I’ve been impressed with Taiwan Tea Crafts (and grateful as always to Steepster—ain’t no way I’d have learned of them otherwise)—I love that they offer fancier teas in reasonably small amounts that make them a possibility for me, and that they have promotions and fair shipping policies if you want to try before you commit. And even when one of their teas proves generally not something I’d reach for often given my own proclivities, I have yet to encounter any where the care and quality (indeed, the craft) in producing the leaves wasn’t readily apparent from dry leaf aroma to finished cup and unfurled leaves. And some have knocked me completely off my socks (that one Red Jade!) with qualities I’ve never tasted together in a single tea before. We’re so lucky to live in this age when incredible tea is being crafted so many places AND thanks to modern transport and the internet etc. someone in a place as un-hot-tea-focused as the US has ready access to some of said tea. AND can learn and trade notes with fellow fans to boot. Awesome.

Speaking of, the dry leaf aroma on this one is a splurge. It’s rich and grapey, deep without being cloying like so many sweet grape-smelling teas. And the appearance of the wet leaves! Big and gorgeous, with these ripples of brilliant brighter red streaks here and there. I am surprised sometimes how often big, beautiful leaves can sway me. Admiring them makes tea even more of a pleasure.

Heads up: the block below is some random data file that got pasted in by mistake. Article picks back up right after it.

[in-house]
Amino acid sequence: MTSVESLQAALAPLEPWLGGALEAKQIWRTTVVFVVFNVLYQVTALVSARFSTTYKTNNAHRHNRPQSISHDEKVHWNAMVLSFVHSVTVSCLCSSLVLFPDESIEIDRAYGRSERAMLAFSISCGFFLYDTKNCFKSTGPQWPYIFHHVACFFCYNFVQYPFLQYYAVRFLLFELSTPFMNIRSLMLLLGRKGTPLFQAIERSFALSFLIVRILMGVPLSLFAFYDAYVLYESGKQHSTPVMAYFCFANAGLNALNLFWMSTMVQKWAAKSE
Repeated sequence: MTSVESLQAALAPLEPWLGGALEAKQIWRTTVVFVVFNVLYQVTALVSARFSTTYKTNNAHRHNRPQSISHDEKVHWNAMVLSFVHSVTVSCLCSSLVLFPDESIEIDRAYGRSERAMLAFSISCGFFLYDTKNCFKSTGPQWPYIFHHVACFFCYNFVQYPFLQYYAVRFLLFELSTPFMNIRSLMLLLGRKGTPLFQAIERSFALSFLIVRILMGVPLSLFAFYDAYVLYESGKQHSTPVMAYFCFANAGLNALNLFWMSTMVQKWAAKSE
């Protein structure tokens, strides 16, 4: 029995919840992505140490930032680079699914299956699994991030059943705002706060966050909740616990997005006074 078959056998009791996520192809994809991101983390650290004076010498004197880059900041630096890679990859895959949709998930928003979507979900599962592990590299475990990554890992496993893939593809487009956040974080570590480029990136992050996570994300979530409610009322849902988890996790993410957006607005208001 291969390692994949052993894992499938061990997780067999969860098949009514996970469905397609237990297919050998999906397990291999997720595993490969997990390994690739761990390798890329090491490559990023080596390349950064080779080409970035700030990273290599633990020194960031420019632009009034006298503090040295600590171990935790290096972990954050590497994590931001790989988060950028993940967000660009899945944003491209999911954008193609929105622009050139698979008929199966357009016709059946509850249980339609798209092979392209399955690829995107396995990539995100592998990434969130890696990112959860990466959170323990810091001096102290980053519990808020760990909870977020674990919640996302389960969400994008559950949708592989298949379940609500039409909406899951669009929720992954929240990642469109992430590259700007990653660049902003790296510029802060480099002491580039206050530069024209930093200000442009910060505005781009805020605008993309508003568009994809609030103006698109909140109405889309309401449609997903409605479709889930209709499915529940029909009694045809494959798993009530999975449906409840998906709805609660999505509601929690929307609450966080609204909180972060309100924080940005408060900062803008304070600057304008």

Really happy that you are enjoying this tea. I agree with your thoughts on how wonderful it is that we live in a time that we can experience and learn about all these wonderful teas.
Just when I thought I was beginning to understand, I see a name like this one. Sun Moon Lake is in Taiwan. Assam teas are from the Assam region of India. How can a tea from Sun Moon Lake be an Assam? It hurts my poor head. I guess it doesn’t really matter as long as you enjoy it. :))


my (admittedly patched together, mostly from the harney book and the internet, might be wrong/off) understanding is that in the last 10 to 30 years (partly thanks embargos with china lifting which forced them to switch from simply palely imitating the chinese tea not available from china at the time to using what they had already invested in re: tea making to create new teas not meant to compete directly with chinese styles but rather offer novelty and their own branding) taiwan has really become a game changer in terms of sharing innovative new tea styles and whatnot, and one of those new things has been taking varieties of tea leaf and seeing how they do in taiwan when “mated” with native tea plants (i could be getting the specs wrong there though; it’s been a while since i looked into it). so yes, it’s weird that assam is named after where it’s grown and yet they’re growing that in taiwan now too. be kinda like taking a darjeeling plant and discovering it grows well in, i dunno, florida once you melded it with something native to florida. ha. i know TTC mentioned how leaf and what exactly it is in more detail somewhere on the site, at least they did when i bought this but it’s been a while…
not the same type (i do feel excited the mint thing is recognized in the jade teas though! i thought i was crazy!) exactly, but a quick explanation:


Wow, ok – thanks so much for this. I feel that the more I learn, the more I realize how little I really know. I keep trying to take a tea class, and it keeps getting cancelled from lack of interest. I must be the only tea drinker here. I think I really need to find some time to do some research on my own. Thank you so much for posting this and nudging me towards learning more.